Director Werner Herzog, who now has 51 film awards to his name, was only 19 when he made his first film – the same age as some of the University of Virginia students with whom he spoke on Friday.
Herzog – who has produced, written and directed more than 60 feature and documentary films, published more than a dozen books and directed several operas – is in Charlottesville for this weekend’s Virginia Film Festival. On Friday, he joined art professor William Wylie for a wide-ranging discussion with several dozen UVA faculty members, staff and students, many of them aspiring artists and filmmakers.
Herzog discussed his upbringing in post-war Germany, where he did not see his first film until he was 11, and shared how he chooses music for his films and gets the best possible performances out of his actors. He also talked about the vital importance of mentors, such as Lottie Eisner, a German-French film critic, historian, writer and poet whom Herzog once walked more than 500 miles from Munich to Paris to visit in the hospital. That trek was the inspiration for Herzog’s book, “Of Walking in Ice.”
“I strongly believe that the things I have written will have a longer life than my films, maybe because of the strata in between the idea and vision of the film and the execution,” he said. “With film, you do not get a direct, intense, immediate approach like when you write in a diary. I have never changed or crossed out a single word in thousands of pages of writing, and do the same thing in screenplays. I do not correct.”
In response to students’ questions, Herzog shed some light on how develops ideas for his films, which are famously bold in attacking extremely unusual stories or difficult landscapes. The idea for one of his most famous documentaries, “Grizzly Man,” came when he was talking in a friend’s office and misplaced his car keys on the cluttered desk. He found them near an article about Timothy Treadwell, an environmentalist and bear enthusiast who spent years closely studying grizzly bears and was ultimately mauled and killed by them in 2003.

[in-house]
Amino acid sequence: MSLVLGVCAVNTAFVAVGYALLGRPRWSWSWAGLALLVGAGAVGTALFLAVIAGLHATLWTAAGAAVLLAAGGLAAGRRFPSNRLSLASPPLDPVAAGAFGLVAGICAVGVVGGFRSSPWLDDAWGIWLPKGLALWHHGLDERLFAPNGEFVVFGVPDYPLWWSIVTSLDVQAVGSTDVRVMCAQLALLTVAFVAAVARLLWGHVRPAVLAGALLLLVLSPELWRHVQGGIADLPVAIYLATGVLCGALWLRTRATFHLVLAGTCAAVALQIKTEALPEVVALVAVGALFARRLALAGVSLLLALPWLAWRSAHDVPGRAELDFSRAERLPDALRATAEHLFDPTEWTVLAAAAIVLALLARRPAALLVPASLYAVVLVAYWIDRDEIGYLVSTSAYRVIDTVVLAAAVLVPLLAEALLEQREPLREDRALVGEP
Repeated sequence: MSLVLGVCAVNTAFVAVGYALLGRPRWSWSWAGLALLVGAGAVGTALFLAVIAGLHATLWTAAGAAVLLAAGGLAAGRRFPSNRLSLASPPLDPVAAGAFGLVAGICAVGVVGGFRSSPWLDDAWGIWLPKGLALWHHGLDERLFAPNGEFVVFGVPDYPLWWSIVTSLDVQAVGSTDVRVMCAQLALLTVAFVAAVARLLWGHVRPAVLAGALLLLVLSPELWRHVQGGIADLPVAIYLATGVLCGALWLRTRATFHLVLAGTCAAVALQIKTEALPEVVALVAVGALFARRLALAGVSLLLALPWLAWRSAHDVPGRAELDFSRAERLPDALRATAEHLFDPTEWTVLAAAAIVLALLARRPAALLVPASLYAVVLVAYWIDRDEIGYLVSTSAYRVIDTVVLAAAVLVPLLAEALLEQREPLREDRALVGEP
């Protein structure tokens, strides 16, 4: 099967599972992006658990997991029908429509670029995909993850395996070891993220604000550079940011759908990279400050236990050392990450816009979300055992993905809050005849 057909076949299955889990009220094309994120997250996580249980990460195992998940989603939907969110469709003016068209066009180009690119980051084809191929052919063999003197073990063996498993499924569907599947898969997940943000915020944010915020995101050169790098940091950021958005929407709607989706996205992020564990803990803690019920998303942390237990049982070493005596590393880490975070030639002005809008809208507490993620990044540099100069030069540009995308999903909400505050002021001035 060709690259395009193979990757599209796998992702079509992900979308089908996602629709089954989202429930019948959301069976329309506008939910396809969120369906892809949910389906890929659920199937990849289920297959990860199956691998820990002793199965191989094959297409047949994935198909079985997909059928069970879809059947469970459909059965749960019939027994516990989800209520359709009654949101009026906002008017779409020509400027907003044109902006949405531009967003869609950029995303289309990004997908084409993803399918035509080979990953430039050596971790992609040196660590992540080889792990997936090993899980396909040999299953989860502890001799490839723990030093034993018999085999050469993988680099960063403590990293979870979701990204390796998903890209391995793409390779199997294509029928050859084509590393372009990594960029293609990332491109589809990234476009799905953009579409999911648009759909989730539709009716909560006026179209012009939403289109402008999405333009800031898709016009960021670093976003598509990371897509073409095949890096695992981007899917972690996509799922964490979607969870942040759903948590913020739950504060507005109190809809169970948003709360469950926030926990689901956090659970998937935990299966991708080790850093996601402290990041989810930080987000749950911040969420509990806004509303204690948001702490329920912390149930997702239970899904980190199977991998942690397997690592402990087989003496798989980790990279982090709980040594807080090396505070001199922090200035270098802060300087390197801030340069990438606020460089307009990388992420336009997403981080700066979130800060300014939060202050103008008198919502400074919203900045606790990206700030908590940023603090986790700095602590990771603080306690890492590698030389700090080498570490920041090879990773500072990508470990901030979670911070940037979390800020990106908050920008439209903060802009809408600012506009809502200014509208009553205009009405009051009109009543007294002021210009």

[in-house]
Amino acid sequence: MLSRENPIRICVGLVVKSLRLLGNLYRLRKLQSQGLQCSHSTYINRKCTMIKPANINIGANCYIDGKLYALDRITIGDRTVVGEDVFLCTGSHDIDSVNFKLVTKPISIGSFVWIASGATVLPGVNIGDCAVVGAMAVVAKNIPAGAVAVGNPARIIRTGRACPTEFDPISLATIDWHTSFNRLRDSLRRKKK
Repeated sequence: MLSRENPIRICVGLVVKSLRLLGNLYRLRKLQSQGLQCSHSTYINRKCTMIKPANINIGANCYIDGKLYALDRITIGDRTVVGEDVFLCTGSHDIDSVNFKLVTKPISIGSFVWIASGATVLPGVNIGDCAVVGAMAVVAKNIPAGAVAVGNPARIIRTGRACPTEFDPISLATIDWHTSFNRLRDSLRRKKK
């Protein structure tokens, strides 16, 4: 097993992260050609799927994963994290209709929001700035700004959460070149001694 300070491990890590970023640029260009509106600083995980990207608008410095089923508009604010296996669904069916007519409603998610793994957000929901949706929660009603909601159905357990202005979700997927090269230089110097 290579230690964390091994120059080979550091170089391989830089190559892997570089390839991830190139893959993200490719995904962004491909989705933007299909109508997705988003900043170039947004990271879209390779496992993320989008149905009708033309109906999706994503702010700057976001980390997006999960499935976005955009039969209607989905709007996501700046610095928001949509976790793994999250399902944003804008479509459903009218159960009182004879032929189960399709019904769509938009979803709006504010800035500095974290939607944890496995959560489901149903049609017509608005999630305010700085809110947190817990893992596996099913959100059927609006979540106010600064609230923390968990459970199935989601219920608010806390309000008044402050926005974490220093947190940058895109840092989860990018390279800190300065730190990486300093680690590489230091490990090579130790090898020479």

“I knew that it was so big, I had to do it,” he said. “Quite often, the films stumble into my life, come at me like burglars in the night.”
He also told the students about his new film, “Into the Inferno,” which was released on Netflix in September in 190 countries and will be screened during the festival on Friday night. It chronicles Herzog’s journey to some of the world’s most treacherous active volcanoes with volcanologist Clive Oppenheimer, and embodies his belief that documentaries should combine truth and art.
“Many people believe that documentary film is an extension of journalism. It is not. … I think that documentaries in filmmaking should have more depth and more cinema than what we normally see,” he said. “Because of that, I stylize sometimes, I invent, I do things that are completely unusual, but they captivate an audience and they illuminate an audience.”
Herzog’s commitment to excellent filmmaking has occasionally come with significant, carefully calculated risks. Filming “Into the Inferno” meant travelling to several active volcanoes, while other films required Herzog, his cast and his crew to climb mountains in the Amazon, film on a steamship while tumbling through rapids or move the same 320-ton steamship over a hill, without the aid of special effects.
“Whenever the occasion arises, I go wild, and that is what I like about making films,” he said.
In addition to Friday’s screening of “Into the Inferno,” Herzog presented his 1974 documentary, “The Enigma of Kaspar Hauser,” on Thursday night and will also join a moderated discussion at the Paramount Theater on Saturday afternoon, talking about his life and career.
He is one of many acclaimed filmmakers and actors in Charlottesville for the festival, which runs through Sunday. Other special guests include Richmond-born actress Shirley MacLaine, actor and producer Colin Firth, actor-director Liv Ullmann and actor and comedian Danny McBride.
For a full schedule and more information, visit www.virginiafilmfestival.org.